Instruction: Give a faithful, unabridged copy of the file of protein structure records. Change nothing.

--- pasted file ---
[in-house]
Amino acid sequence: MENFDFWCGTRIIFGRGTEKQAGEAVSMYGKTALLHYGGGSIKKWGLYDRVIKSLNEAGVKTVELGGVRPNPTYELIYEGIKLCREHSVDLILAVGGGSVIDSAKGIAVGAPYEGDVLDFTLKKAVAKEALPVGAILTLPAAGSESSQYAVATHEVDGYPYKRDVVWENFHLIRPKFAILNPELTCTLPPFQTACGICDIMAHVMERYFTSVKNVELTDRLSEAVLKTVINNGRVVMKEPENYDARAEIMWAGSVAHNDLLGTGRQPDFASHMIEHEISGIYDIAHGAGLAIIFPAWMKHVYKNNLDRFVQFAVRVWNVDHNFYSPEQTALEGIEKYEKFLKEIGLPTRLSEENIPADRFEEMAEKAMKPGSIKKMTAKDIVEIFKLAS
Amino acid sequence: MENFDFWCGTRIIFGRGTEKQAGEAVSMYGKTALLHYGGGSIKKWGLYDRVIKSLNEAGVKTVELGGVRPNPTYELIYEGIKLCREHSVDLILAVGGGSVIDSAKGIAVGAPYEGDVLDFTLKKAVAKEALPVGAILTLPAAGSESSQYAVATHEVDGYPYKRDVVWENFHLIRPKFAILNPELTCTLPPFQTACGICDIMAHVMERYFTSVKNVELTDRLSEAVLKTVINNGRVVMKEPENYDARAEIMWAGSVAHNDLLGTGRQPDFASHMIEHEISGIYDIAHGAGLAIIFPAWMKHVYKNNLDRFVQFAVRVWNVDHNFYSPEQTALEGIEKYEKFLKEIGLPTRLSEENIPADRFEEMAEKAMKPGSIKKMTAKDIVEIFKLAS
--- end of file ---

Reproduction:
[in-house]
Amino acid sequence: MENFDFWCGTRIIFGRGTEKQAGEAVSMYGKTALLHYGGGSIKKWGLYDRVIKSLNEAGVKTVELGGVRPNPTYELIYEGIKLCREHSVDLILAVGGGSVIDSAKGIAVGAPYEGDVLDFTLKKAVAKEALPVGAILTLPAAGSESSQYAVATHEVDGYPYKRDVVWENFHLIRPKFAILNPELTCTLPPFQTACGICDIMAHVMERYFTSVKNVELTDRLSEAVLKTVINNGRVVMKEPENYDARAEIMWAGSVAHNDLLGTGRQPDFASHMIEHEISGIYDIAHGAGLAIIFPAWMKHVYKNNLDRFVQFAVRVWNVDHNFYSPEQTALEGIEKYEKFLKEIGLPTRLSEENIPADRFEEMAEKAMKPGSIKKMTAKDIVEIFKLAS
Amino acid sequence: MENFDFWCGTRIIFGRGTEKQAGEAVSMYGKTALLHYGGGSIKKWGLYDRVIKSLNEAGVKTVELGGVRPNPTYELIYEGIKLCREHSVDLILAVGGGSVIDSAKGIAVGAPYEGDVLDFTLKKAVAKEALPVGAILTLPAAGSESSQYAVATHEVDGYPYKRDVVWENFHLIRPKFAILNPELTCTLPPFQTACGICDIMAHVMERYFTSVKNVELTDRLSEAVLKTVINNGRVVMKEPENYDARAEIMWAGSVAHNDLLGTGRQPDFASHMIEHEISGIYDIAHGAGLAIIFPAWMKHVYKNNLDRFVQFAVRVWNVDHNFYSPEQTALEGIEKYEKFLKEIGLPTRLSEENIPADRFEEMAEKAMKPGSIKKMTAKDIVEIFKLAS